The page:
Funding for the Patroon Island Bridge project came through the state's NY Works program, which focuses on improving the condition of bridges from fair condition to good condition in order to extend their service life. The program made $1.2 billion in new spending available to accelerate transportation infrastructure projects.
In order to meet commitments to New York residents under Governor Andrew Cuomo's "Drivers First" initiative, NYSDOT used a "Best Value" procurement method to bid the project. Zhou said the method allows contracting authorities to consider delivery methodology and contractor experience along with the dollar amount of the bid.
Halmar International (of Clarkstown, Rockland County) and A. Servidone-B. Anthony Construction Corp JV (of Castleton, Rensselaer County) won the contract based on their submission. Zhou notes that they were not the lowest bidder in the round, but "we got an experienced bridge builder" and a package that provided for the highest speed of construction and lowest impact to the traveling public.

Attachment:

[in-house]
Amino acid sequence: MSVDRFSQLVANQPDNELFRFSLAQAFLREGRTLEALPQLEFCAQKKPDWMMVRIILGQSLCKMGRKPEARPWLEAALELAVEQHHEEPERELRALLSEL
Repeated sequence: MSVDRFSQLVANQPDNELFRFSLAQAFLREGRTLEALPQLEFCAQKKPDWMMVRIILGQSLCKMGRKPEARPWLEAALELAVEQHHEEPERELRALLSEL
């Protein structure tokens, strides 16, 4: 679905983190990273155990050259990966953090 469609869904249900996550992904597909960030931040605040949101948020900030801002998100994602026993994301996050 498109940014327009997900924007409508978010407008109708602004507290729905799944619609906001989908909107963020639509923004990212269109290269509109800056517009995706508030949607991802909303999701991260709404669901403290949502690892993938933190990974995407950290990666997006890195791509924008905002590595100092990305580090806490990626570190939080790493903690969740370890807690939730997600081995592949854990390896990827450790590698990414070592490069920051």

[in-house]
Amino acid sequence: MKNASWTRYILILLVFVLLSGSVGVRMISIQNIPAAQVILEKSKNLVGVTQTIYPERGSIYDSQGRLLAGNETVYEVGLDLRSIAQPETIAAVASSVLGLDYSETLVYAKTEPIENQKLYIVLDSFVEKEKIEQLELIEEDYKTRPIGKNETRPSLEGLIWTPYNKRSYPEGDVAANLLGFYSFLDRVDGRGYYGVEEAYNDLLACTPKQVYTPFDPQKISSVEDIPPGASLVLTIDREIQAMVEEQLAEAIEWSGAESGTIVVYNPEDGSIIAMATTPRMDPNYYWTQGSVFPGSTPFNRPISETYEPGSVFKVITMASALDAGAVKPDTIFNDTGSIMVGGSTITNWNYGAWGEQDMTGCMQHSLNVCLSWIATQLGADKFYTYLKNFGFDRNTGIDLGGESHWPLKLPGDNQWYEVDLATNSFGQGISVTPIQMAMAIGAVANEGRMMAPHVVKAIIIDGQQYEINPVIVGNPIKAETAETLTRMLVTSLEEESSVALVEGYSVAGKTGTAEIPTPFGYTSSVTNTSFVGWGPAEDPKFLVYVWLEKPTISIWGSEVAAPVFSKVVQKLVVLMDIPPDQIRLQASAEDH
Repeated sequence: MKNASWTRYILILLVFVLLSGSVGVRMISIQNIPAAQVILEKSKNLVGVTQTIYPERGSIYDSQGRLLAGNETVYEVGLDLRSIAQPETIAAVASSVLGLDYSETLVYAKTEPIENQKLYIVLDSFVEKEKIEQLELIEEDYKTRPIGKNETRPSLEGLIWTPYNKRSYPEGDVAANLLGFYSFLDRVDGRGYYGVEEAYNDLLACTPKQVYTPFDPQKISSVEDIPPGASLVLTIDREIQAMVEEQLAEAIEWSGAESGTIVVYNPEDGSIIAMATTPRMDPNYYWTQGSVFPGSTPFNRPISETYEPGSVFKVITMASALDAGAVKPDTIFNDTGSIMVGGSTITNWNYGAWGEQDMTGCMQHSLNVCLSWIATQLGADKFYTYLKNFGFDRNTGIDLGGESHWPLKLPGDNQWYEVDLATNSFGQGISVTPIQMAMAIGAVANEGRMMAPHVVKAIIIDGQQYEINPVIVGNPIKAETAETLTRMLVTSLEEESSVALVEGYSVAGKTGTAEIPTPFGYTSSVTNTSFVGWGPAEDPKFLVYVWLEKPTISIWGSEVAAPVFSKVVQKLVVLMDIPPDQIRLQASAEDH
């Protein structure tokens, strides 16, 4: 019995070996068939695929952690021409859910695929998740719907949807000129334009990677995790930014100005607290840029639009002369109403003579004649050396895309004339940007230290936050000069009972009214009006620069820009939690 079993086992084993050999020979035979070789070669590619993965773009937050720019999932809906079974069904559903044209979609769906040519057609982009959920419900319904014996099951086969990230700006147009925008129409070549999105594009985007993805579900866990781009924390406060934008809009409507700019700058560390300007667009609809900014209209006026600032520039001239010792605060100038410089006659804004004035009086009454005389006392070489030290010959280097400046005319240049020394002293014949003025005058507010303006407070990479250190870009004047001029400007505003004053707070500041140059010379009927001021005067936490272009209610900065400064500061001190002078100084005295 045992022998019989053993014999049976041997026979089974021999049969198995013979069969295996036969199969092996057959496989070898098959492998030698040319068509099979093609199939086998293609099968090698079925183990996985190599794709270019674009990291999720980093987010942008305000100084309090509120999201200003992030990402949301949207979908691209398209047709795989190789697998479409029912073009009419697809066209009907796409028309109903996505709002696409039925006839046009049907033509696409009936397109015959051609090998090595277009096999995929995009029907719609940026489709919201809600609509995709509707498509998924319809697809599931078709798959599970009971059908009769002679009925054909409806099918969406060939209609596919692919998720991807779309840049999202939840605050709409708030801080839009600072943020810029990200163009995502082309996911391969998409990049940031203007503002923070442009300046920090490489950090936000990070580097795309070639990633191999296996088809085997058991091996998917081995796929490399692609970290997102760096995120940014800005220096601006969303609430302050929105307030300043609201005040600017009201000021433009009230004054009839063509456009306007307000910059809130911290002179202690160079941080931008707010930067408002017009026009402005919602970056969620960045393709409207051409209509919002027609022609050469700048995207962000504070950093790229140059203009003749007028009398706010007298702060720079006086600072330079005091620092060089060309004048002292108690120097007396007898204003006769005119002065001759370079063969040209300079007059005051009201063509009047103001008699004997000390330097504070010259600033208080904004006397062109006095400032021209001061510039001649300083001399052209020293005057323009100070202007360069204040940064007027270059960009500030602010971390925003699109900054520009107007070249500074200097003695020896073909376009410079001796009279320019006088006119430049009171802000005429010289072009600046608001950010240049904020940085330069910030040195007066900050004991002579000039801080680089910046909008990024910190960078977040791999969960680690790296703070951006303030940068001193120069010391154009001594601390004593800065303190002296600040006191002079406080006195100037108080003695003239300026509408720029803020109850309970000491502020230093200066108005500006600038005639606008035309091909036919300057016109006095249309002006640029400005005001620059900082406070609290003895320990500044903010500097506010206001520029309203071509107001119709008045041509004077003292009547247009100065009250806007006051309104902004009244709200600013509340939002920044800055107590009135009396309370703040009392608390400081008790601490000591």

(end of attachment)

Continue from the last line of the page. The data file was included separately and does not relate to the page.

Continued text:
Renovating the Bridge
To keep the bridge open, most work was done at night with all traffic crossed over from one side of the bridge to the other. The six-lane bridge maintained two lanes in one direction and one lane in the opposite direction throughout construction. Some single lane closures could occur during the daytime hours of 9 a.m. to 3 p.m., with weekend lane and ramp closures occurring throughout the project. All six lanes of the bridge were kept open during the morning and afternoon rush hours.
NYSDOT Engineer in Charge, John Nolan, likened the process of replacing the deck to a "1,079 piece jigsaw puzzle." There were various shapes and sizes, as well as differences in grading. The work involved removing the existing concrete decks and replacing them with new lightweight precast concrete panels. After existing deck was cut out and removed by crane, shear studs were welded to the roadbed. After the precast panels were placed, crews would pour a quick setting concrete to create a composite section. The High Early Strength product used would reach the required 2,600 pounds per square inch strength within three hours.